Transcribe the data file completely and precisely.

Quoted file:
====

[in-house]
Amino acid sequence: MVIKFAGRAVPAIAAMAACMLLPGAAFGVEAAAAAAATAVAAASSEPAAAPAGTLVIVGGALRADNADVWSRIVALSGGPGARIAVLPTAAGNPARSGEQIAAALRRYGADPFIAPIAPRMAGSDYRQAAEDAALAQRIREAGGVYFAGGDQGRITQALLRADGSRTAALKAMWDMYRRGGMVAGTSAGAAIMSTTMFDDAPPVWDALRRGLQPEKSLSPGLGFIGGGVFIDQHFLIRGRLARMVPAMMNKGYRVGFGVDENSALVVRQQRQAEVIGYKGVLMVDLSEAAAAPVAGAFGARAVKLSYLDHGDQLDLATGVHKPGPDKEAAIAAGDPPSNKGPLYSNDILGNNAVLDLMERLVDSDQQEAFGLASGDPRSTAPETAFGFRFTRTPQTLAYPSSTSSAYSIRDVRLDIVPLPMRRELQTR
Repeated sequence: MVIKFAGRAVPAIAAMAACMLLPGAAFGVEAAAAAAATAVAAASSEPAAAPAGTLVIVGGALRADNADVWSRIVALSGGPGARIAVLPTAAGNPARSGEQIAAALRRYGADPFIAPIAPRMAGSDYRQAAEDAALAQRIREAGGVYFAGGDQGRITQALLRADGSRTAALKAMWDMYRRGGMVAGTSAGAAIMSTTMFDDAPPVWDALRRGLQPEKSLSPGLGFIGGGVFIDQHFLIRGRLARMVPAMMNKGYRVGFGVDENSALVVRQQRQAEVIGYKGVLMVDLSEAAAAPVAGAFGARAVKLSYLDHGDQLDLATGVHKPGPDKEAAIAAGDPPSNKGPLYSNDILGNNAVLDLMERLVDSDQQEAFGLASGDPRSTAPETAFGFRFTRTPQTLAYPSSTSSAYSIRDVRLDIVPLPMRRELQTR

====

[in-house]
Amino acid sequence: MVIKFAGRAVPAIAAMAACMLLPGAAFGVEAAAAAAATAVAAASSEPAAAPAGTLVIVGGALRADNADVWSRIVALSGGPGARIAVLPTAAGNPARSGEQIAAALRRYGADPFIAPIAPRMAGSDYRQAAEDAALAQRIREAGGVYFAGGDQGRITQALLRADGSRTAALKAMWDMYRRGGMVAGTSAGAAIMSTTMFDDAPPVWDALRRGLQPEKSLSPGLGFIGGGVFIDQHFLIRGRLARMVPAMMNKGYRVGFGVDENSALVVRQQRQAEVIGYKGVLMVDLSEAAAAPVAGAFGARAVKLSYLDHGDQLDLATGVHKPGPDKEAAIAAGDPPSNKGPLYSNDILGNNAVLDLMERLVDSDQQEAFGLASGDPRSTAPETAFGFRFTRTPQTLAYPSSTSSAYSIRDVRLDIVPLPMRRELQTR
Repeated sequence: MVIKFAGRAVPAIAAMAACMLLPGAAFGVEAAAAAAATAVAAASSEPAAAPAGTLVIVGGALRADNADVWSRIVALSGGPGARIAVLPTAAGNPARSGEQIAAALRRYGADPFIAPIAPRMAGSDYRQAAEDAALAQRIREAGGVYFAGGDQGRITQALLRADGSRTAALKAMWDMYRRGGMVAGTSAGAAIMSTTMFDDAPPVWDALRRGLQPEKSLSPGLGFIGGGVFIDQHFLIRGRLARMVPAMMNKGYRVGFGVDENSALVVRQQRQAEVIGYKGVLMVDLSEAAAAPVAGAFGARAVKLSYLDHGDQLDLATGVHKPGPDKEAAIAAGDPPSNKGPLYSNDILGNNAVLDLMERLVDSDQQEAFGLASGDPRSTAPETAFGFRFTRTPQTLAYPSSTSSAYSIRDVRLDIVPLPMRRELQTR